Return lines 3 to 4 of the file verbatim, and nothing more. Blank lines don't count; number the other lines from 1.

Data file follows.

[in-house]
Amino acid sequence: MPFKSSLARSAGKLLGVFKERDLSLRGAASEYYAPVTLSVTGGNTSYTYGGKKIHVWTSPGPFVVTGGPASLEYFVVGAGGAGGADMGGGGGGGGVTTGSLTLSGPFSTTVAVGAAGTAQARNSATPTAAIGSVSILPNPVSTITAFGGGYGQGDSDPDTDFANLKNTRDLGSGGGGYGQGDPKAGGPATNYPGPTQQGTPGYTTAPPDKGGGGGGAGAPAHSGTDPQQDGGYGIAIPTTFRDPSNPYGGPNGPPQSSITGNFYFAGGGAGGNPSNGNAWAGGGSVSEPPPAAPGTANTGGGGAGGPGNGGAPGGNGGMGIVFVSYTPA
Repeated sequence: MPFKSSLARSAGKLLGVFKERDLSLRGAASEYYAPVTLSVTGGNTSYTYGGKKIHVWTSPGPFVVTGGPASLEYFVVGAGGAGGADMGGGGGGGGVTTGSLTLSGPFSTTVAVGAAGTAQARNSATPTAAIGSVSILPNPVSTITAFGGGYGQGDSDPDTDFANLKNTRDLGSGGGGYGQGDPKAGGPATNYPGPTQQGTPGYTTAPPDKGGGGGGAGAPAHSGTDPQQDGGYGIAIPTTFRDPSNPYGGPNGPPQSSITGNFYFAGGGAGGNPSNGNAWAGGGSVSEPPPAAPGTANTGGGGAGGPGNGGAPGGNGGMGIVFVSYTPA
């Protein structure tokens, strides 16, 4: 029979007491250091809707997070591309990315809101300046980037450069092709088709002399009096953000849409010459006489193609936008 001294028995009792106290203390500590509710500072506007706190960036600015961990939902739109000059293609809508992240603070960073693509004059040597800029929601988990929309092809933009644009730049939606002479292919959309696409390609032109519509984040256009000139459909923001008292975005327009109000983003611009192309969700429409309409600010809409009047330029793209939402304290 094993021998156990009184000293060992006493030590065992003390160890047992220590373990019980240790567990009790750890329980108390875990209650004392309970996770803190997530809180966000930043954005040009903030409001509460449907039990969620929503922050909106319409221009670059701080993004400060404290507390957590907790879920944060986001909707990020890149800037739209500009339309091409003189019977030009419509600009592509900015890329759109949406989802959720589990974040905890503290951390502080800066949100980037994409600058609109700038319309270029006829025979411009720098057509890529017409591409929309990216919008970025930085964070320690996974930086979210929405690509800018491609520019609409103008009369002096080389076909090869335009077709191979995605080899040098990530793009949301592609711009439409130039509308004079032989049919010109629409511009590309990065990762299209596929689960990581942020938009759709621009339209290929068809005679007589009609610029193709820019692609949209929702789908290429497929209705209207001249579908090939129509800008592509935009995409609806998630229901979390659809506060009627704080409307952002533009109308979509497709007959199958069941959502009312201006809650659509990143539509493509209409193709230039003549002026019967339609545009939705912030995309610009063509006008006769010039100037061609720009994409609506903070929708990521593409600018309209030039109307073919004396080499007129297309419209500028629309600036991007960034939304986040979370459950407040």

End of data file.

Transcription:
Repeated sequence: MPFKSSLARSAGKLLGVFKERDLSLRGAASEYYAPVTLSVTGGNTSYTYGGKKIHVWTSPGPFVVTGGPASLEYFVVGAGGAGGADMGGGGGGGGVTTGSLTLSGPFSTTVAVGAAGTAQARNSATPTAAIGSVSILPNPVSTITAFGGGYGQGDSDPDTDFANLKNTRDLGSGGGGYGQGDPKAGGPATNYPGPTQQGTPGYTTAPPDKGGGGGGAGAPAHSGTDPQQDGGYGIAIPTTFRDPSNPYGGPNGPPQSSITGNFYFAGGGAGGNPSNGNAWAGGGSVSEPPPAAPGTANTGGGGAGGPGNGGAPGGNGGMGIVFVSYTPA
């Protein structure tokens, strides 16, 4: 029979007491250091809707997070591309990315809101300046980037450069092709088709002399009096953000849409010459006489193609936008 001294028995009792106290203390500590509710500072506007706190960036600015961990939902739109000059293609809508992240603070960073693509004059040597800029929601988990929309092809933009644009730049939606002479292919959309696409390609032109519509984040256009000139459909923001008292975005327009109000983003611009192309969700429409309409600010809409009047330029793209939402304290 094993021998156990009184000293060992006493030590065992003390160890047992220590373990019980240790567990009790750890329980108390875990209650004392309970996770803190997530809180966000930043954005040009903030409001509460449907039990969620929503922050909106319409221009670059701080993004400060404290507390957590907790879920944060986001909707990020890149800037739209500009339309091409003189019977030009419509600009592509900015890329759109949406989802959720589990974040905890503290951390502080800066949100980037994409600058609109700038319309270029006829025979411009720098057509890529017409591409929309990216919008970025930085964070320690996974930086979210929405690509800018491609520019609409103008009369002096080389076909090869335009077709191979995605080899040098990530793009949301592609711009439409130039509308004079032989049919010109629409511009590309990065990762299209596929689960990581942020938009759709621009339209290929068809005679007589009609610029193709820019692609949209929702789908290429497929209705209207001249579908090939129509800008592509935009995409609806998630229901979390659809506060009627704080409307952002533009109308979509497709007959199958069941959502009312201006809650659509990143539509493509209409193709230039003549002026019967339609545009939705912030995309610009063509006008006769010039100037061609720009994409609506903070929708990521593409600018309209030039109307073919004396080499007129297309419209500028629309600036991007960034939304986040979370459950407040």